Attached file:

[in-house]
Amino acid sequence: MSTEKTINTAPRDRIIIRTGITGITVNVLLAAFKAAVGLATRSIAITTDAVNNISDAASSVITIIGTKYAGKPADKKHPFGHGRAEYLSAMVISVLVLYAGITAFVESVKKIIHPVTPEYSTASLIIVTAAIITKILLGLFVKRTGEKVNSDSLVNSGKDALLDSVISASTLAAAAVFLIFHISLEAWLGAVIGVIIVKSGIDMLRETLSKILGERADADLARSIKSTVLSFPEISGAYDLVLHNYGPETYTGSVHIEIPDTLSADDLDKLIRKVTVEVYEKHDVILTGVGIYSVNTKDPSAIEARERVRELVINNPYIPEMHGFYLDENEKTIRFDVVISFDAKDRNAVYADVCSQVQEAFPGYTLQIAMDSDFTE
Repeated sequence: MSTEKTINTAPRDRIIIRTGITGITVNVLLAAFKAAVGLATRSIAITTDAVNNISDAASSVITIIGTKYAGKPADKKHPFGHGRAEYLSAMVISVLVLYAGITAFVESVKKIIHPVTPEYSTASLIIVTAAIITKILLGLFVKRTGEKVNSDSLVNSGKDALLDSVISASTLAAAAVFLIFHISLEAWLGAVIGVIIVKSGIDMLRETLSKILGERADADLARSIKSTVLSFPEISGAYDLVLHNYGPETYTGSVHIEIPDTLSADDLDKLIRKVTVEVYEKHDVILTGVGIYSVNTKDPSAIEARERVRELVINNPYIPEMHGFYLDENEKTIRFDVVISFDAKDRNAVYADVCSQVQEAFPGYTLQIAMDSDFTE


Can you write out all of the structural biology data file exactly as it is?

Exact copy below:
[in-house]
Amino acid sequence: MSTEKTINTAPRDRIIIRTGITGITVNVLLAAFKAAVGLATRSIAITTDAVNNISDAASSVITIIGTKYAGKPADKKHPFGHGRAEYLSAMVISVLVLYAGITAFVESVKKIIHPVTPEYSTASLIIVTAAIITKILLGLFVKRTGEKVNSDSLVNSGKDALLDSVISASTLAAAAVFLIFHISLEAWLGAVIGVIIVKSGIDMLRETLSKILGERADADLARSIKSTVLSFPEISGAYDLVLHNYGPETYTGSVHIEIPDTLSADDLDKLIRKVTVEVYEKHDVILTGVGIYSVNTKDPSAIEARERVRELVINNPYIPEMHGFYLDENEKTIRFDVVISFDAKDRNAVYADVCSQVQEAFPGYTLQIAMDSDFTE
Repeated sequence: MSTEKTINTAPRDRIIIRTGITGITVNVLLAAFKAAVGLATRSIAITTDAVNNISDAASSVITIIGTKYAGKPADKKHPFGHGRAEYLSAMVISVLVLYAGITAFVESVKKIIHPVTPEYSTASLIIVTAAIITKILLGLFVKRTGEKVNSDSLVNSGKDALLDSVISASTLAAAAVFLIFHISLEAWLGAVIGVIIVKSGIDMLRETLSKILGERADADLARSIKSTVLSFPEISGAYDLVLHNYGPETYTGSVHIEIPDTLSADDLDKLIRKVTVEVYEKHDVILTGVGIYSVNTKDPSAIEARERVRELVINNPYIPEMHGFYLDENEKTIRFDVVISFDAKDRNAVYADVCSQVQEAFPGYTLQIAMDSDFTE